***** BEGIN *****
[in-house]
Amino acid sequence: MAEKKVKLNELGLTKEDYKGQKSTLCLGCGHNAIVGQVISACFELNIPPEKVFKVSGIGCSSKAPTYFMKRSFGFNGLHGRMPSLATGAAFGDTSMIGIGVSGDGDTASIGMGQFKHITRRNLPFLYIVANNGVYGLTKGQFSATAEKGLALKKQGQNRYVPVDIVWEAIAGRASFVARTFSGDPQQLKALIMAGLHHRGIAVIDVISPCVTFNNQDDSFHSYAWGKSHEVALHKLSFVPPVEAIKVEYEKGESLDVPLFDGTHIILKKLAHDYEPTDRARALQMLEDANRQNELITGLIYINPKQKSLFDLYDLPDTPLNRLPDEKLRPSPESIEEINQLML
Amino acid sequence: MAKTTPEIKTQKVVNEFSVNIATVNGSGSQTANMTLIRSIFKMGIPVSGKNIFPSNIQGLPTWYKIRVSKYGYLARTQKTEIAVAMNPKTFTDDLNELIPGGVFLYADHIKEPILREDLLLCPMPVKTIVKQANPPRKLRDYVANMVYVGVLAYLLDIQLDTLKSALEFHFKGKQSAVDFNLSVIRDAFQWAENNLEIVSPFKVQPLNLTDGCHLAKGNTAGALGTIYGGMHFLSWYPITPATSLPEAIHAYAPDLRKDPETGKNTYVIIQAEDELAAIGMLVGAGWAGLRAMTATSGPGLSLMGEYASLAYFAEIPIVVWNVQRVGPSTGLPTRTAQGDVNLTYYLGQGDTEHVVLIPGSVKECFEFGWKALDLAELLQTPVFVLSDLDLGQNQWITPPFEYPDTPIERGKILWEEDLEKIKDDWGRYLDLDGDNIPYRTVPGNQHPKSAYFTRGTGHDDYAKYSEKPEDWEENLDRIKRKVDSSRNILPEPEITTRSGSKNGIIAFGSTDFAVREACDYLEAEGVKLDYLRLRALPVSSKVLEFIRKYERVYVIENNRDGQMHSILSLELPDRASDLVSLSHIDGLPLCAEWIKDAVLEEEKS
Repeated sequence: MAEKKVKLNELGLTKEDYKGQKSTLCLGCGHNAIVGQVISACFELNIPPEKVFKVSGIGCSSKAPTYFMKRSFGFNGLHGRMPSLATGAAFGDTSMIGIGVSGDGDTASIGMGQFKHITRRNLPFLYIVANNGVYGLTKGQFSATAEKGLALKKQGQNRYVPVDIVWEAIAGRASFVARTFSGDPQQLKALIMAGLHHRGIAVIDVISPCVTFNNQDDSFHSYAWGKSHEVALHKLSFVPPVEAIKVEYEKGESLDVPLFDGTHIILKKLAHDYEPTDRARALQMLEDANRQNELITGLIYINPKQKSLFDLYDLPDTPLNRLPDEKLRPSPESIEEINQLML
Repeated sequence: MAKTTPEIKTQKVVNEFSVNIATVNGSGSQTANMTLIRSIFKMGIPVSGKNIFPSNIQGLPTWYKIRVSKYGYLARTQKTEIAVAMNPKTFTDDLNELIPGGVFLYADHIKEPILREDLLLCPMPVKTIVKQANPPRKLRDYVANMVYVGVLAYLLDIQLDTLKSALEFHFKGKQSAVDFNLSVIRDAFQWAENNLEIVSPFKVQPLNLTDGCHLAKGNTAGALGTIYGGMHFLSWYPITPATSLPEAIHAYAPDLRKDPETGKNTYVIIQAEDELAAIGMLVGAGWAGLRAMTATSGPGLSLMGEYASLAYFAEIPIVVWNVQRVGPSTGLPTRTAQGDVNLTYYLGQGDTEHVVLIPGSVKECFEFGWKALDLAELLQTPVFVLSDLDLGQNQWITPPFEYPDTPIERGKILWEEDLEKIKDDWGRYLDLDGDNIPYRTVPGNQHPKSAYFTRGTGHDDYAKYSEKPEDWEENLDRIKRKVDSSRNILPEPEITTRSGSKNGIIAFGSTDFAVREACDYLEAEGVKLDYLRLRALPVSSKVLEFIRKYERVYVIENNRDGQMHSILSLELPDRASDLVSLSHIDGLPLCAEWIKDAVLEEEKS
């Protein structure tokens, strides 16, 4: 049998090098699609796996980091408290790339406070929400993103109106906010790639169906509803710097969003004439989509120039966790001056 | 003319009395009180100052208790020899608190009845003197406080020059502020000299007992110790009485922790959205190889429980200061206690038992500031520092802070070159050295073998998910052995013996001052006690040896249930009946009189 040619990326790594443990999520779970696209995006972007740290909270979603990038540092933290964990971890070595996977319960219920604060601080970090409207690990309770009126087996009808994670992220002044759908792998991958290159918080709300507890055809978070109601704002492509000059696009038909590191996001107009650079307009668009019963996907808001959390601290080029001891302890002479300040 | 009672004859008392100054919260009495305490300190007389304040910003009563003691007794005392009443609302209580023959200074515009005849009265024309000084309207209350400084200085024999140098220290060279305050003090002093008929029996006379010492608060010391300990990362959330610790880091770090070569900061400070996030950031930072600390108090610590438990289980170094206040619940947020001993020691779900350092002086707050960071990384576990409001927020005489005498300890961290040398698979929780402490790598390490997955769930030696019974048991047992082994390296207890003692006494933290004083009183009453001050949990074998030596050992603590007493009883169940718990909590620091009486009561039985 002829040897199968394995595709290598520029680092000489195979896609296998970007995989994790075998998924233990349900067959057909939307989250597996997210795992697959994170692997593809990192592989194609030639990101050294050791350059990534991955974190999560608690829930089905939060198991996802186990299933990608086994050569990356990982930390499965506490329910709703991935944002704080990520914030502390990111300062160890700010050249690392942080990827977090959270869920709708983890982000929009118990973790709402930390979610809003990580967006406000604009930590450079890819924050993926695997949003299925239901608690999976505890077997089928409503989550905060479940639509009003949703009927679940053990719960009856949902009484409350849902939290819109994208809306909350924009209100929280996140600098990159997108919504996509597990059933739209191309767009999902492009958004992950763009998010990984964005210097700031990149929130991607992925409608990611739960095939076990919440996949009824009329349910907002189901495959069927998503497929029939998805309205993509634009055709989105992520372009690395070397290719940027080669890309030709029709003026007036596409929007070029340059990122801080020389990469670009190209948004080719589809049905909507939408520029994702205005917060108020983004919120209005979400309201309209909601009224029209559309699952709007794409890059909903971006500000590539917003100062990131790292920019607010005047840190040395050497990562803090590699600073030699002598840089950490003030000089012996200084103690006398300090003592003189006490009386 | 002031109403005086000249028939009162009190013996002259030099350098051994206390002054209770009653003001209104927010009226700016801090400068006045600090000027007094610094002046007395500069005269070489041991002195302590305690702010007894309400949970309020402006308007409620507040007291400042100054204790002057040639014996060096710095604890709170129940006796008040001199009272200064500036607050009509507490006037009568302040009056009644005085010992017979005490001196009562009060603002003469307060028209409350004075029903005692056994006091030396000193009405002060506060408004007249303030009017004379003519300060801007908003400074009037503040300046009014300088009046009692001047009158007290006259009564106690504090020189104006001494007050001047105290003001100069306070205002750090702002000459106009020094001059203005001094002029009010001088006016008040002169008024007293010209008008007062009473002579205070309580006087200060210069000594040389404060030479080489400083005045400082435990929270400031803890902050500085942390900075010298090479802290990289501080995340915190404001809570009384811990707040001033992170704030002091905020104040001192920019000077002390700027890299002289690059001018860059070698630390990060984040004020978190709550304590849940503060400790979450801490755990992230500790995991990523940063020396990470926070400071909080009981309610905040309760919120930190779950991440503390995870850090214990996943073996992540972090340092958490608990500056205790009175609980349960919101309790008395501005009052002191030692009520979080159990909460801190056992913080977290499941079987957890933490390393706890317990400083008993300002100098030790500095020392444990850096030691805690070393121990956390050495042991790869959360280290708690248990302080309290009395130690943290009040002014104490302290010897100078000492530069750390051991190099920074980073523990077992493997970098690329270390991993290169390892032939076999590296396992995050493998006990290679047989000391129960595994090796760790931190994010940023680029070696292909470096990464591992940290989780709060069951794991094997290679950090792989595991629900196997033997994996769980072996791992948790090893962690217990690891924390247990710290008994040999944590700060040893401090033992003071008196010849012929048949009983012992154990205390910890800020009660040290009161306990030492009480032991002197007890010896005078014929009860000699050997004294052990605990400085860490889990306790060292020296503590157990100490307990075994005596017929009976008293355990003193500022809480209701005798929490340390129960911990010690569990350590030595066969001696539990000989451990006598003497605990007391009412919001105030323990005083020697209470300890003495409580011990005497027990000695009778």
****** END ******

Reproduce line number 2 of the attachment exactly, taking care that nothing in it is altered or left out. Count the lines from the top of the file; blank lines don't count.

Amino acid sequence: MAEKKVKLNELGLTKEDYKGQKSTLCLGCGHNAIVGQVISACFELNIPPEKVFKVSGIGCSSKAPTYFMKRSFGFNGLHGRMPSLATGAAFGDTSMIGIGVSGDGDTASIGMGQFKHITRRNLPFLYIVANNGVYGLTKGQFSATAEKGLALKKQGQNRYVPVDIVWEAIAGRASFVARTFSGDPQQLKALIMAGLHHRGIAVIDVISPCVTFNNQDDSFHSYAWGKSHEVALHKLSFVPPVEAIKVEYEKGESLDVPLFDGTHIILKKLAHDYEPTDRARALQMLEDANRQNELITGLIYINPKQKSLFDLYDLPDTPLNRLPDEKLRPSPESIEEINQLML